Young women urged to seek out opportunities in aviation

Air Cadets Kayce Wilson, Megan Simpson and Ellie Whiteside, all members of 2241 Squadron, get a closer look at a private aircraft at the Ulster Flying Club. Pic by Tony Osborne
Air Cadets Kayce Wilson, Megan Simpson and Ellie Whiteside, all members of 2241 Squadron, get a closer look at a private aircraft at the Ulster Flying Club. Pic by Tony Osborne

The head of Ireland’s largest aircraft collection has called for increased efforts to make aviation organisations more inclusive of women.

Ray Burrows, Chairman of the Maze-based Ulster Aviation Society, says the week of March 5-11 provides an ideal opportunity for the aviation industry and educational institutions to highlight their affirmative action programmes and results in recent years.

Aeronautical engineer Anne McIlveen checks out some of the'work she did on a vintage Fairey Gannet anti-submarine aircraft of the Royal Navy.

Aeronautical engineer Anne McIlveen checks out some of the'work she did on a vintage Fairey Gannet anti-submarine aircraft of the Royal Navy.

The period in question is ‘Women of Aviation Worldwide Week’, a global initiative involving more than 40 countries and featuring hundreds of events.

Mr Burrows said Northern Ireland has an ideal example to follow, in the person of Lilian Bland - the first woman in the world to design, build and fly her own powered aeroplane, in 1910.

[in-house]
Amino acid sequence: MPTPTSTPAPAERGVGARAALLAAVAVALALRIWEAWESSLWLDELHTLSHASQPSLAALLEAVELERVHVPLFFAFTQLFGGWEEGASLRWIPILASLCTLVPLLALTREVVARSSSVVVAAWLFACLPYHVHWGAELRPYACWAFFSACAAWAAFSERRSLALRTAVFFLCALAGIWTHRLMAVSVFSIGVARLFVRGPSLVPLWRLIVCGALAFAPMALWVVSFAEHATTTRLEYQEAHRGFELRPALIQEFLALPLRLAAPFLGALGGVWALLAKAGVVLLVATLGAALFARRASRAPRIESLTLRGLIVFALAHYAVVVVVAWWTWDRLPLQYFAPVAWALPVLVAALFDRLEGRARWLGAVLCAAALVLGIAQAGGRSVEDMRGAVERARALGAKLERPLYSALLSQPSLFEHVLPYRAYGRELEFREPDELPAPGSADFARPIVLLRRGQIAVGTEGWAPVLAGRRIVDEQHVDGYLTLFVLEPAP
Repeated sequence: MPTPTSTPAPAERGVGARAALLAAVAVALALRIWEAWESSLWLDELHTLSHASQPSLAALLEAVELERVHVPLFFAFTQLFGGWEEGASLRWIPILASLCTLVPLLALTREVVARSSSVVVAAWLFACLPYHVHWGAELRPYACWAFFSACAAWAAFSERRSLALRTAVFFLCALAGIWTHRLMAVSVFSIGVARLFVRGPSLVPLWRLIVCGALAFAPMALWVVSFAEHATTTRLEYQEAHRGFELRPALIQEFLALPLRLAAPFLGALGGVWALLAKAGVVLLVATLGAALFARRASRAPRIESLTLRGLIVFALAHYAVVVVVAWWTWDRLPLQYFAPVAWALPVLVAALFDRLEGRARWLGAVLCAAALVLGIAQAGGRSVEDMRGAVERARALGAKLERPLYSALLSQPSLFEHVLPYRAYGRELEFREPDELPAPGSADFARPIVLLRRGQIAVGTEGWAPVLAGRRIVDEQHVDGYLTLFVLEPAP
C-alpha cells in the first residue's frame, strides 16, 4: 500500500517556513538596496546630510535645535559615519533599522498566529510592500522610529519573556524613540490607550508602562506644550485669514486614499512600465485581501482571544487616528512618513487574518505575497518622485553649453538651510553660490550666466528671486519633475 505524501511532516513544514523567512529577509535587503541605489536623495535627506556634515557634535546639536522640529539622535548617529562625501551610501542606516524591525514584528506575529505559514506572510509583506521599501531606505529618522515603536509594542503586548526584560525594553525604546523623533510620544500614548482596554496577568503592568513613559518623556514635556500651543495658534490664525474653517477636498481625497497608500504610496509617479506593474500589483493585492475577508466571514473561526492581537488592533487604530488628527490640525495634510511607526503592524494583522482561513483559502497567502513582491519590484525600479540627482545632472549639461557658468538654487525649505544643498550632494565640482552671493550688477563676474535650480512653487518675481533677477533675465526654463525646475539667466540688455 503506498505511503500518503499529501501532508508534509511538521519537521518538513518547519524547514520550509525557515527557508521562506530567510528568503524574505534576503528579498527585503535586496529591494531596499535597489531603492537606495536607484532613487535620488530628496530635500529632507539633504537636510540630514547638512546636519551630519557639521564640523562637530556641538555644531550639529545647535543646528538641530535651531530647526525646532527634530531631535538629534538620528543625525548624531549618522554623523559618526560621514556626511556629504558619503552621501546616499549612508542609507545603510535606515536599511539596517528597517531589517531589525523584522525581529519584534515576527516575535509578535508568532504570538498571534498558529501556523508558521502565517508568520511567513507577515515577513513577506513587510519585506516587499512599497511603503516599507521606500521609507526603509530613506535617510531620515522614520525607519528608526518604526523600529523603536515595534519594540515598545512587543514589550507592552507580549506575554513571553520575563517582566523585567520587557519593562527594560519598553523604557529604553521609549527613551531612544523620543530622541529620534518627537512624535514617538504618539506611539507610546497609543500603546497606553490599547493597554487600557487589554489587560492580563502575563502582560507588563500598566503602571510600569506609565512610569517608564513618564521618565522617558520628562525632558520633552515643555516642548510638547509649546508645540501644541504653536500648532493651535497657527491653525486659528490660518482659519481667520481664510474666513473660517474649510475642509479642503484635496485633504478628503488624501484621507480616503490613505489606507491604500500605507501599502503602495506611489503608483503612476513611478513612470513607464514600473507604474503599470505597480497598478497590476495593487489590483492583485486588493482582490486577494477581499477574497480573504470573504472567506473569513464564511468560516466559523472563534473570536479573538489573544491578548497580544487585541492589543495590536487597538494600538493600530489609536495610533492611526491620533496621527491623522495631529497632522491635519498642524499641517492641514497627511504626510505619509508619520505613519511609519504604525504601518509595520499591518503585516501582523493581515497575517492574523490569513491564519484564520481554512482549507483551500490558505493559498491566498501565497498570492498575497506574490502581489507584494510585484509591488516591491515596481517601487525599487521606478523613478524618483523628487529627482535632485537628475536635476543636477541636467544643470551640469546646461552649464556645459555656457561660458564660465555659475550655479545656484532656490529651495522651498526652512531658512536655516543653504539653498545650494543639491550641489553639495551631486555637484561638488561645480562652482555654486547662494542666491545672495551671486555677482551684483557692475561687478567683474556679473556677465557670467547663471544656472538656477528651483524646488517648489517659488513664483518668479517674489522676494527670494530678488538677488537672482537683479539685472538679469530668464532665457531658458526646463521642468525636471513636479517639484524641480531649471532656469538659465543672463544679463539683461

“Lilian would be right in her element this week,” he said, noting that Bland’s interests - among them shooting, photography and aircraft engineering - were deemed “unbecoming for women during her time”.

He said that since then, efforts to bring women into the aviation fold have generally been “very gradual or sporadic”.

Lilian Bland, Ireland's pioneer aviator, at the controls of the aeroplane she designed and built, the Mayfly.�The year is 1910.�Pic courtesy of www.lilianbland.ie

Lilian Bland, Ireland's pioneer aviator, at the controls of the aeroplane she designed and built, the Mayfly.�The year is 1910.�Pic courtesy of www.lilianbland.ie

“That’s unfortunate,” Mr Burrows continued. “Lilian Bland gave us a strong, historic example to follow here. She should be the wind beneath our wings in terms of encouraging more young women into the ranks of aviation.”

Recent figures indicate that in the United Kingdom only about six per cent of airline pilots are women. In the armed forces, the situation would not appear to be much better. In the Royal Air Force, for example, 14 per cent of members are women, and only a small proportion of them serve as pilots.

Mr Burrows stressed also that greater initiatives should be made to encourage girls and young women to seek out opportunities in other areas of aviation, such as aeronautical engineering and airline administration.

The Ulster Aviation Society, a totally volunteer organisation with over 500 members, maintains a collection of about 30 aircraft in two hangars at the Maze/Long Kesh site, near Lisburn. Many of its members are current or former employees in the aviation industry.

For more information log on to ulsteraviationsociety.org